Birds of Nebraska: Newspaper Accounts, 1854-1923

Editor [possibly Miles Greenleaf]. January 14, 1917. Omaha Sunday World-Herald 52(16): 4-E. A bird editorial.

Artificial Activity

Spring is not so far away, and the time is rapidly approaching when gangs of men will be put at work in the public parks. In their labors they should be so directed that benefit may be derived therefrom, rather than destruction.

During his years of service, Commissioner Hummel has done much to deserve commendation, which is freely accorded him. His establishment of baseball diamonds in the public parks and playgrounds has been useful in running rowdyism out of the national game in its amateur state. His skating rinks and football fields, both soccer and American, have been boons to advocates of these sports, while the accompanying equipment of dressing rooms and equipment are luxuries unknown until the Hummel regime.

Nevertheless, Park Commissioner Hummel has his limitations and it is well that he acquaint himself with them. In his restless efforts to "beautify" Omaha's parks, Mr. Hummel has indulged in a campaign which will prove to have been destructive rather than constructive.

The rustic features of our parks need not the hand of man to aid in their beauty. Already every mysterious ravine and draw in Turner park, for instance, has been cleaned of all shrubbery and underbrush, filled with dirt and neatly levelled to smooth and unsightly nicety.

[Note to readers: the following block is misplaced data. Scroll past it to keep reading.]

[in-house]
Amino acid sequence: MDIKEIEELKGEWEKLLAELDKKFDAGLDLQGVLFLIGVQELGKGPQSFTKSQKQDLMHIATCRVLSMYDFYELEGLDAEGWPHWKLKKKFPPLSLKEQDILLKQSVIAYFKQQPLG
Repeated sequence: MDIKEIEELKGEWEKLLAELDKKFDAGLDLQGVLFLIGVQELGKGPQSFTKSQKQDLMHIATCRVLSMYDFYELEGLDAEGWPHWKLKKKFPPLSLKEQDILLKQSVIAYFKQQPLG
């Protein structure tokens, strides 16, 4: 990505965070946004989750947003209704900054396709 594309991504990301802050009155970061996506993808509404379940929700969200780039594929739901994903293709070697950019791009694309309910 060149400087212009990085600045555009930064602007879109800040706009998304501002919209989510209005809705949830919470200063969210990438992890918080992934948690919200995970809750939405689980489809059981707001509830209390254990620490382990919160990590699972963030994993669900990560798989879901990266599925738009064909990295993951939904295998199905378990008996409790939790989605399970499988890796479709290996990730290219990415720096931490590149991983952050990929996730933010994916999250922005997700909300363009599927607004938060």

This is but one example. The same is true of Hanscom park. Even at Riverview, one of the noblest of Omaha's rustic playgrounds, the hand of the unskilled, political laborer has been felt. In Elmwood, the best of them all, it has required every effort to prevent the promiscuous levelling of trees, the dragging out of fallen and picturesque moss-covered logs and the actual raking of leaves from the violet and fern-grown slopes of nature's woodland!

Fie on such artificial activity! San Francisco spent a million dollars to build up, on her sand dunes, the alluring entanglements of Golden Gate park, and in the east vast sums are being expended yearly toward the same end. yet here, where we have such priceless treasures left us by God Almighty, a Joe Hummel would tear down nature's halls and corridors and remodel them in his own crude fashion.

We have an idea that the Chewinks, Thrashers, Vireos and Thrushes thus thrown from their homes are protesting in their honeysweet voices to some spirit above, while we mere humans, who would have them with us always, must stand by and watch their deportation by a day laborer with an ax and spade!S